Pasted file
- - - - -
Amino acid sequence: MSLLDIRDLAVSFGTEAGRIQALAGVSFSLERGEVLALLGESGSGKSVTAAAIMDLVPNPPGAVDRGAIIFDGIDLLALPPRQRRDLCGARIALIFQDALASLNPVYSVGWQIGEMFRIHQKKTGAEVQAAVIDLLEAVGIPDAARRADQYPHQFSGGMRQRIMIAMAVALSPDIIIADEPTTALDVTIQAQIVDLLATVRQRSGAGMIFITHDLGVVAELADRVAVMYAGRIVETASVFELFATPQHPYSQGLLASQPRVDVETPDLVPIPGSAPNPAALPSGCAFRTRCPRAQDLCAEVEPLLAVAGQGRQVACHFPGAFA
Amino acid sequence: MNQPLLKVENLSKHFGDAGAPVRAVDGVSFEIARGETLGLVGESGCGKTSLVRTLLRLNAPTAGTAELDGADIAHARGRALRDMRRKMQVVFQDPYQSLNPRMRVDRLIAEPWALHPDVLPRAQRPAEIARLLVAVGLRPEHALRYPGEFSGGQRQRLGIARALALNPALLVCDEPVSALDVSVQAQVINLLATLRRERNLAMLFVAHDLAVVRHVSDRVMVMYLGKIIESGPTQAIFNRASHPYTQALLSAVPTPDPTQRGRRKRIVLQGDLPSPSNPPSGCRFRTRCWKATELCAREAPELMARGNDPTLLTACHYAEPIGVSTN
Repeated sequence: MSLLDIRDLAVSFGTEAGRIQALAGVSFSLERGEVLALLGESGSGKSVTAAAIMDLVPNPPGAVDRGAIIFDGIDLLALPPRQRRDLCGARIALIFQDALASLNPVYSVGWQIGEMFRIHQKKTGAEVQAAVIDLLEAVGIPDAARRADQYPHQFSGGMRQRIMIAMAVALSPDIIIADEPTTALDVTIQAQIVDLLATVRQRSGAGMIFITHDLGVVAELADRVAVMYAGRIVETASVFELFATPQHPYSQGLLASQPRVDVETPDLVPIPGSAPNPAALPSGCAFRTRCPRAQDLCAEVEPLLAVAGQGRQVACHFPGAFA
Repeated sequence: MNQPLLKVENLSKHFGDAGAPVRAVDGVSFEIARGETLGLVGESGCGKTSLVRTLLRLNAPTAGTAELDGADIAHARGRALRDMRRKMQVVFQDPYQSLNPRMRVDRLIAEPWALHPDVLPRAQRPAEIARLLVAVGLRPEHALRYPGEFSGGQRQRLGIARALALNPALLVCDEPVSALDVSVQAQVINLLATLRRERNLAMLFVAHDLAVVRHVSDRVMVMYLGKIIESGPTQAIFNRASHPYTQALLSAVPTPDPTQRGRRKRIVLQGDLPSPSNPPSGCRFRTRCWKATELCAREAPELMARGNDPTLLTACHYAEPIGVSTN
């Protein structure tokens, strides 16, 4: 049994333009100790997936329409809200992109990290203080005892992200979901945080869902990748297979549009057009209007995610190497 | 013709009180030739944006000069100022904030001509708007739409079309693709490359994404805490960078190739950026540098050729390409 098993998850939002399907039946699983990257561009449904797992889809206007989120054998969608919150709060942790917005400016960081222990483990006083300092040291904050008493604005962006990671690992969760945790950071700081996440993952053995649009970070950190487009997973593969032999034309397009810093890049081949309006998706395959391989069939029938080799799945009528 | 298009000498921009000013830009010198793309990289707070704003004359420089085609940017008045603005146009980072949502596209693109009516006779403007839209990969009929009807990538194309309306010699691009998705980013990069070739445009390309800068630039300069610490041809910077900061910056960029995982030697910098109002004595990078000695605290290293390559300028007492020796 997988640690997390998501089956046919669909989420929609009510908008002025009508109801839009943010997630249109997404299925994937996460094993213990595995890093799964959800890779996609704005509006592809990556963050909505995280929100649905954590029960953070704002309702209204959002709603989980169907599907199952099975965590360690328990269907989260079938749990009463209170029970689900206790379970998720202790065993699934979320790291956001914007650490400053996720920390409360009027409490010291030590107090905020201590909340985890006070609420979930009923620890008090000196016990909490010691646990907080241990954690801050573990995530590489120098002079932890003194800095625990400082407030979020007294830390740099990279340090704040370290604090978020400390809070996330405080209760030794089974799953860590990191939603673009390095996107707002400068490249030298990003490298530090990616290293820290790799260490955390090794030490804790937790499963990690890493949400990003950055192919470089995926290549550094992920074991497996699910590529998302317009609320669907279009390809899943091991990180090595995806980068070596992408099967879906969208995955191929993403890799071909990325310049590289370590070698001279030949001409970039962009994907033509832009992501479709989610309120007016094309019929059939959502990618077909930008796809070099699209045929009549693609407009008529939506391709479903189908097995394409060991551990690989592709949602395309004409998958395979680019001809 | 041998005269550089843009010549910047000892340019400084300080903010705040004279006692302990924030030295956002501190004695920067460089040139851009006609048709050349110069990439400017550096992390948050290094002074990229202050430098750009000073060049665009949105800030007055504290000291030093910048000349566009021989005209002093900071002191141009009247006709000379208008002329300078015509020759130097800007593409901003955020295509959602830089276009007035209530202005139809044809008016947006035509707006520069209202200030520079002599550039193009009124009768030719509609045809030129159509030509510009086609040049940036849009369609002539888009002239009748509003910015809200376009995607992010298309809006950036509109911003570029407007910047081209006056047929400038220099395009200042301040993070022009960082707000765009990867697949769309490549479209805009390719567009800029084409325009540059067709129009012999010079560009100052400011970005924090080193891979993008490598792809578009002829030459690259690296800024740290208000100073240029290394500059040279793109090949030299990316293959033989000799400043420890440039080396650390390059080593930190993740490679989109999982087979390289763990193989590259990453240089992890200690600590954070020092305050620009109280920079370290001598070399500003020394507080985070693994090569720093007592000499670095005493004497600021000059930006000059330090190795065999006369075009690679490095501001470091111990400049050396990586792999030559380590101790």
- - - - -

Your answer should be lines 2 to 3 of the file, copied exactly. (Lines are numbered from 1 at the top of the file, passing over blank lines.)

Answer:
Amino acid sequence: MNQPLLKVENLSKHFGDAGAPVRAVDGVSFEIARGETLGLVGESGCGKTSLVRTLLRLNAPTAGTAELDGADIAHARGRALRDMRRKMQVVFQDPYQSLNPRMRVDRLIAEPWALHPDVLPRAQRPAEIARLLVAVGLRPEHALRYPGEFSGGQRQRLGIARALALNPALLVCDEPVSALDVSVQAQVINLLATLRRERNLAMLFVAHDLAVVRHVSDRVMVMYLGKIIESGPTQAIFNRASHPYTQALLSAVPTPDPTQRGRRKRIVLQGDLPSPSNPPSGCRFRTRCWKATELCAREAPELMARGNDPTLLTACHYAEPIGVSTN
Repeated sequence: MSLLDIRDLAVSFGTEAGRIQALAGVSFSLERGEVLALLGESGSGKSVTAAAIMDLVPNPPGAVDRGAIIFDGIDLLALPPRQRRDLCGARIALIFQDALASLNPVYSVGWQIGEMFRIHQKKTGAEVQAAVIDLLEAVGIPDAARRADQYPHQFSGGMRQRIMIAMAVALSPDIIIADEPTTALDVTIQAQIVDLLATVRQRSGAGMIFITHDLGVVAELADRVAVMYAGRIVETASVFELFATPQHPYSQGLLASQPRVDVETPDLVPIPGSAPNPAALPSGCAFRTRCPRAQDLCAEVEPLLAVAGQGRQVACHFPGAFA